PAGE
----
Col. Randolph said that a visitor at Monticello dropped a newspaper from his pocket or accidentally left it. After he was gone he (Col. R) openeed the paper & found some very insulting remarks about Mr Jeffersons Mulatto Children. The Col. said he felt provoked. Peter & Sam. Carr were lying not far off under a shade tree.—He took the paper & put it in Peters hands, pointing out the article. Peter read it, tears coursing down his cheeks, & then handed it to Sam. Sam. also shed tears. Peter exclaimed “ar’nt you & I a couple of —— pretty fellows to bring this disgrace on poor old uncle who has always fed us! We ought to be ——, by ——!”
I could give fifty more facts were there time, & were there any need of it, to show Mr Jeffersons innocence of this & all similar offences against propriety.
I asked Col. R why on earth Mr Jefferson did1 put these slaves who looked like him out of the public sight by sending them to his Beford estate or elsewhere.—He said Mr Jefferson never betrayed the least consciousness of the resemblance—and although he (Col. R) & he had no doubt his mother, would have been very glad to have them thus removed, that both & all venerated Mr Jefferson too deeply to broach such a topic to him. What suited him, satisfied them. Mr Jefferson was deeply attached to the Carrs—especially to Peter. He was extremely indulgent to them, & the idea of watching them for faults or vices probably never occurred to him.
Do you ask why I did not hin state, or at least hint, the above facts in my Life of Jefferson? I wanted to do so. But Col. Randolph, in this solitary case alone, prohibited me from using at my discretion the information he furnished me with. When I rather pressed him on the point, he said pointing to the family grave yard, “You are not bound to prove a negative. If I should allow you to take Peter Carr’s corpse into court & plead guilty over it to shelter Mr Jefferson, I should not dare again to walk by his grave: he would rise & spurn me.” I am exceedingly glad Col. Randolph did overrule me in this particular. I should have made a most shameful mistake. If I had unnecessarily defended him (& it was purely unnecessary to offer any defense) at the expense of a dear nephew & a noble man—bating a single folly.—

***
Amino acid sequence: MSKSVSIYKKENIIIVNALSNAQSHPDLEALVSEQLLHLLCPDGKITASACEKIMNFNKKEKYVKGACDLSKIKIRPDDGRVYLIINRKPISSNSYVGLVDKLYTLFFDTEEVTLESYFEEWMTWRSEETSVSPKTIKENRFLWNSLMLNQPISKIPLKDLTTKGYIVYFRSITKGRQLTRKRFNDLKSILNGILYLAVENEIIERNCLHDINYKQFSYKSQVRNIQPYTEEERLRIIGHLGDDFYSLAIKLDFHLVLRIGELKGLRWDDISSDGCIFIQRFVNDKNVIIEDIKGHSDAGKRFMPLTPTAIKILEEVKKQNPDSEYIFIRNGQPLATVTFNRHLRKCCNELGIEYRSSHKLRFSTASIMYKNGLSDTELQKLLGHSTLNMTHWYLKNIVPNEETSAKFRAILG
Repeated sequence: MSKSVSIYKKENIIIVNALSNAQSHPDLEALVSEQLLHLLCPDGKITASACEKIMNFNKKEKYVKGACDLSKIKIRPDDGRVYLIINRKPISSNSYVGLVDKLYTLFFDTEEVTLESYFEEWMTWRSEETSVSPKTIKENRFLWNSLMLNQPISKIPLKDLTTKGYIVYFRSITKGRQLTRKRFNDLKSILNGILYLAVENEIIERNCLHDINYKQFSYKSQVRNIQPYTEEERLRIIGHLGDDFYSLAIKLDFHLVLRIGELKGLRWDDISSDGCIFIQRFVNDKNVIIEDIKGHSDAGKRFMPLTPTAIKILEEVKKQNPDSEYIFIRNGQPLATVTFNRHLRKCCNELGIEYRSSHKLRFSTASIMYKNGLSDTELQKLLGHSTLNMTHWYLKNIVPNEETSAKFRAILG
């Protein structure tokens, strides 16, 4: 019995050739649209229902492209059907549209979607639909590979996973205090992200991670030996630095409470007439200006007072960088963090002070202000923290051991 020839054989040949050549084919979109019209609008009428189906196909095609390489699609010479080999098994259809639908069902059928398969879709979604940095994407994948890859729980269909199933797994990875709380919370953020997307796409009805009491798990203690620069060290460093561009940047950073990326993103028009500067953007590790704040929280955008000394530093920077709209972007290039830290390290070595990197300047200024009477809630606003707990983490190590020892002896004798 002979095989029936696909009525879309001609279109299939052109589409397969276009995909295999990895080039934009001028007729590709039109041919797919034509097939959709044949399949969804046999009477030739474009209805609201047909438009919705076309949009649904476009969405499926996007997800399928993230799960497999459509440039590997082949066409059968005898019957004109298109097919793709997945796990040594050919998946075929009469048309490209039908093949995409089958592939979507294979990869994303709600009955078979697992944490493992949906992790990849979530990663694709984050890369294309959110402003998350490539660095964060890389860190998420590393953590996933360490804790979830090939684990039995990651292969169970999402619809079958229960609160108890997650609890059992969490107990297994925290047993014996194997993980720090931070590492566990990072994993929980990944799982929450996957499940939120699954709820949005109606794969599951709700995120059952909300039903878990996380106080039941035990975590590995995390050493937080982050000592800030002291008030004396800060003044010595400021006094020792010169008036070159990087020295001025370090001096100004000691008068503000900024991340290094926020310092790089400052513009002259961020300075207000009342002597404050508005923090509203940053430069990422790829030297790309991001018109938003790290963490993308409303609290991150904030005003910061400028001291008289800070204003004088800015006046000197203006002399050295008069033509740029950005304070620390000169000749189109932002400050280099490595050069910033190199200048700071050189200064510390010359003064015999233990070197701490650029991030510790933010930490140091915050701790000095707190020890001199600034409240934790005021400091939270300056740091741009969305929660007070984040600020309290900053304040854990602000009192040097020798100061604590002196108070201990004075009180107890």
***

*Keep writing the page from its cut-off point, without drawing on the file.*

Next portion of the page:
I write this Currente Calamo, & you will not understand that in telling what Col. R. & others said, I claim to give their precise language. I give it as I now recall it. I believe I hit at least the essential purport & spirit of it in every case.
Do you wonder that the above explanations were not made by Mr Jeffersons friends, when the old Federal party were hurling their missiles at him for keeping a Congo harem! Nobody could have furnished a hint of explanation outside the family. The secrets of an old Virginia manor house were like the secrets of an Old Norman Castle. Dr Dunglison & Professor Tucker had lived years near Mr Jefferson, in the University, & were often at Monticello. They saw what others saw. But Dr. D. told me that neither he nor Professor T. ever heard the subject named in Virginia. An awe & veneration was felt for Mr Jefferson among his neighbors which in their view rendered it shameful to ever talk about his name in such a connexion. Dr D. told me that he never heard of Col. Randolph talking with any one on the subject but me. But he said in his own secret mind he had always believed the matter stood just as Col. R. explained it to me.
You ask if I will not write a cheap Life of Jefferson of 600 pages, to go into families who will not purchase a larger work. I some years ago commenced such a condensed biography. I suspended the work when the storm of civil war burst over the land, & have not again resumed it. I may yet do so hereafter.—I have been strongly urged to the work by a prominent publishing house, & if I find time I may again mount my old hobby.
I must again express my regret that I cannot send you a fine autograph letter of Mr Jefferson on some interesting topic—but I am stripped down to those his family expected me to keep. But I send you some characteristic leaves—one from his draft of his Parliamentary law.
currente calamo: to write without deliberation or hesitation (OED). Randall’s life of thomas jefferson was first published in three volumes in 1858.